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Shopping for Answers in Southern Sudan

Draft Report

The two main purposes of recent research in southern Sudan conducted by a member of the Feinstein famine centre were:

The purposes of the study were said to be in keeping with a number of facts:

  1. the GoS has in the past used traders connected to the military to carry out famine-creating policies against the southern Sudanese people
  2. there is a widely held stereotype that traders are opportunistic and exploitative; a view that underestimates the vital role that traders play in regional economies
  3. humanitarians rarely display strong business skills and therefore rarely take trade into consideration.

The author of the study raises some interesting points about the role of relief in trade and exchange. Through a number of examples, she argues that the role of relief should be to help restore (and not disrupt) exchange and trade options that have already been temporarily interrupted by the emergency. For example:

  1. distribution of relief supplies to trading communities may create conditions for abuse. Relief items may be sold by the recipient community. The 'buyer' community may then resent having to purchase something that was free to others. This in turn can lead to thefts from the food aid recipient community or disruption to future trade activities, e.g. when the time comes to exchange cattle for grain. Relief agents therefore need to be aware of these networks before a distribution and consider a distribution to both trade-linked communities;
  2. relief needs to focus more on legitimising trade which is taking place. For example, the SPLM could be held accountable for regulating cattle trade in a more formal fashion, including drawing up official agreements and commitments from neighbouring governments that promise to allow cattle trade to continue. It is the responsibility of the relief community to come to know the authorities who are responsible for regulating trade. This might require small inputs such as sponsoring meetings between neighbouring county authorities to discuss regulating taxation or to hold frank discussions with all parties to clarify the SPLM position in regard to protecting trade routes, rehabilitating transportation links and improving security;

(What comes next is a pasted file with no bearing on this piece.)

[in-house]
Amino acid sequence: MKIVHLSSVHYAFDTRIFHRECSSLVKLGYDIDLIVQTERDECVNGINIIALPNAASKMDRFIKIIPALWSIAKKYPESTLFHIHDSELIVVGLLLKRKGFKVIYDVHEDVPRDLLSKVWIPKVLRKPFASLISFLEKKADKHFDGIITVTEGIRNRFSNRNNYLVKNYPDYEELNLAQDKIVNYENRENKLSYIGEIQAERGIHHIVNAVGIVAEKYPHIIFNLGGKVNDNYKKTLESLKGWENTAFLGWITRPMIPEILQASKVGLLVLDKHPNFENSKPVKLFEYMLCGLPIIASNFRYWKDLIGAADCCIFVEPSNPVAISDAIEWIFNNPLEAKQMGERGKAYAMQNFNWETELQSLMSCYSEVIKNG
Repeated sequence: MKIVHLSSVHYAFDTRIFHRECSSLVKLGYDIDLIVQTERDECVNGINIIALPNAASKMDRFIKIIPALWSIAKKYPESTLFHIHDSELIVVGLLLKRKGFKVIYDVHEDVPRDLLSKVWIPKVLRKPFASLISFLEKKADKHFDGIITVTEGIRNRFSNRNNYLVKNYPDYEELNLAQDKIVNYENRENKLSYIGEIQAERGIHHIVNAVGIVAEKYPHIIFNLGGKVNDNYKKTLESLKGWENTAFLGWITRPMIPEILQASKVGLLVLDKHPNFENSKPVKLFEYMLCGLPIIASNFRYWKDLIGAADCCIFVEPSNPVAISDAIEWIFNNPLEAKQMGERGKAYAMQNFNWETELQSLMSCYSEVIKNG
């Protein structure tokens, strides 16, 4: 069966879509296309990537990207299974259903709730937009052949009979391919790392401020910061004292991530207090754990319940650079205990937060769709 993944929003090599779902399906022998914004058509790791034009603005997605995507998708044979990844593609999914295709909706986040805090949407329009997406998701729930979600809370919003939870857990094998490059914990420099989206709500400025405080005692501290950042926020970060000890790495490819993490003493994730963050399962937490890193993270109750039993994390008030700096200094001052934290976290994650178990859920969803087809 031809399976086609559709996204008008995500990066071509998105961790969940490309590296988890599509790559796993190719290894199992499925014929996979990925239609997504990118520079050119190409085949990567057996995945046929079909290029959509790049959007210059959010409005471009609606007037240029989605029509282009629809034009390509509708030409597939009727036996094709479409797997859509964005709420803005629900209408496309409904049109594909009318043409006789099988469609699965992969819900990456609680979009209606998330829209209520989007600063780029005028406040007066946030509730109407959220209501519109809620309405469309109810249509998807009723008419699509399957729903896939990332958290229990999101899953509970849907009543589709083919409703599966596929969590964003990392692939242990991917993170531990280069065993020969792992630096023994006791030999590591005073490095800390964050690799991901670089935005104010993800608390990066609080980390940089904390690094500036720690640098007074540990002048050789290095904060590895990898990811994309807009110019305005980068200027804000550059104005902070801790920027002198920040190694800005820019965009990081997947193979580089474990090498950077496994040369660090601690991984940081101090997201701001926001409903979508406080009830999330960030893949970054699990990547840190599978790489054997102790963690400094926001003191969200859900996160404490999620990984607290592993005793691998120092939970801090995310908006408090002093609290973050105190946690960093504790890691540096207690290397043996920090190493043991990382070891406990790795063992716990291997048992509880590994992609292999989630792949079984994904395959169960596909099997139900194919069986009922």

3. there is hope amongst the relief community in the southern sector that more surpluses of grain and seed can be mobilised from within southern Sudan to be distributed as relief. While undoubtedly a good thing the author has two reservations.

First, because traditional patterns of subsistence created an impetus for exchange between two rival communities, what will happen if those are replaced by mass production schemes of grain that continue to support a dependent relief economy and obliterates any need to maintain mutual relationships with neighbours. Second, if the idea is to transport large quantities of grain/seed from places as far away from Western Equatoria as Bahr el Ghazal, then by using relief flights the system is not sustainable. Ideally there would be an independent trucking cooperative simultaneously supported so that after a number of seasons the lorries become the property of the drivers and farmers cooperatives are left to negotiate with them without donor interference.

On balance the author of the study believes that there is not much that relief is suited to do in the areas of trade and exchange other than come to an understanding of the trade and exchange options available and to do everything possible not to hinder these.

Reference

Choosing to Trade: Shopping for answers in southern Sudan by J. Martin, August 15th, 1998 The report is available from the Feinstein Famine Centre, 96 Packard Avenue, Medford, MA 02155 email: jmartin@emerald.tufts.edu

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Shopping for Answers in Southern Sudan. Field Exchange 7, July 1999. p4. www.ennonline.net/fex/7/shopping